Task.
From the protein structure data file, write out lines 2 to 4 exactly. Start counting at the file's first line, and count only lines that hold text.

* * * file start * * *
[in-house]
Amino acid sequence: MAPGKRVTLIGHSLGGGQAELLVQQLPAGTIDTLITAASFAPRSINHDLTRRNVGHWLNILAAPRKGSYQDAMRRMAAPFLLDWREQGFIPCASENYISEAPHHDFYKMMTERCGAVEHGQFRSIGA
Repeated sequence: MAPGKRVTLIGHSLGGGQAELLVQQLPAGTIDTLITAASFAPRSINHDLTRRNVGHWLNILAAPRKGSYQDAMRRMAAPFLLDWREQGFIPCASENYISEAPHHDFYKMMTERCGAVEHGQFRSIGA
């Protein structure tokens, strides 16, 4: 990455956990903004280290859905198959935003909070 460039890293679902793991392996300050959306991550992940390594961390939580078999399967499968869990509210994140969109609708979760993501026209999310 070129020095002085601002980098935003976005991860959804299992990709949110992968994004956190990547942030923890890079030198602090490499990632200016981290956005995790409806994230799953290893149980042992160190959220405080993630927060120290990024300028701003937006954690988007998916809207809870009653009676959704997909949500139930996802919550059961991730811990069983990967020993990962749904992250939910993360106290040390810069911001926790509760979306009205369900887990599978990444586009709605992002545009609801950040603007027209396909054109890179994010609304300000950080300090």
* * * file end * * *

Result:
Amino acid sequence: MAPGKRVTLIGHSLGGGQAELLVQQLPAGTIDTLITAASFAPRSINHDLTRRNVGHWLNILAAPRKGSYQDAMRRMAAPFLLDWREQGFIPCASENYISEAPHHDFYKMMTERCGAVEHGQFRSIGA
Repeated sequence: MAPGKRVTLIGHSLGGGQAELLVQQLPAGTIDTLITAASFAPRSINHDLTRRNVGHWLNILAAPRKGSYQDAMRRMAAPFLLDWREQGFIPCASENYISEAPHHDFYKMMTERCGAVEHGQFRSIGA
């Protein structure tokens, strides 16, 4: 990455956990903004280290859905198959935003909070 460039890293679902793991392996300050959306991550992940390594961390939580078999399967499968869990509210994140969109609708979760993501026209999310 070129020095002085601002980098935003976005991860959804299992990709949110992968994004956190990547942030923890890079030198602090490499990632200016981290956005995790409806994230799953290893149980042992160190959220405080993630927060120290990024300028701003937006954690988007998916809207809870009653009676959704997909949500139930996802919550059961991730811990069983990967020993990962749904992250939910993360106290040390810069911001926790509760979306009205369900887990599978990444586009709605992002545009609801950040603007027209396909054109890179994010609304300000950080300090």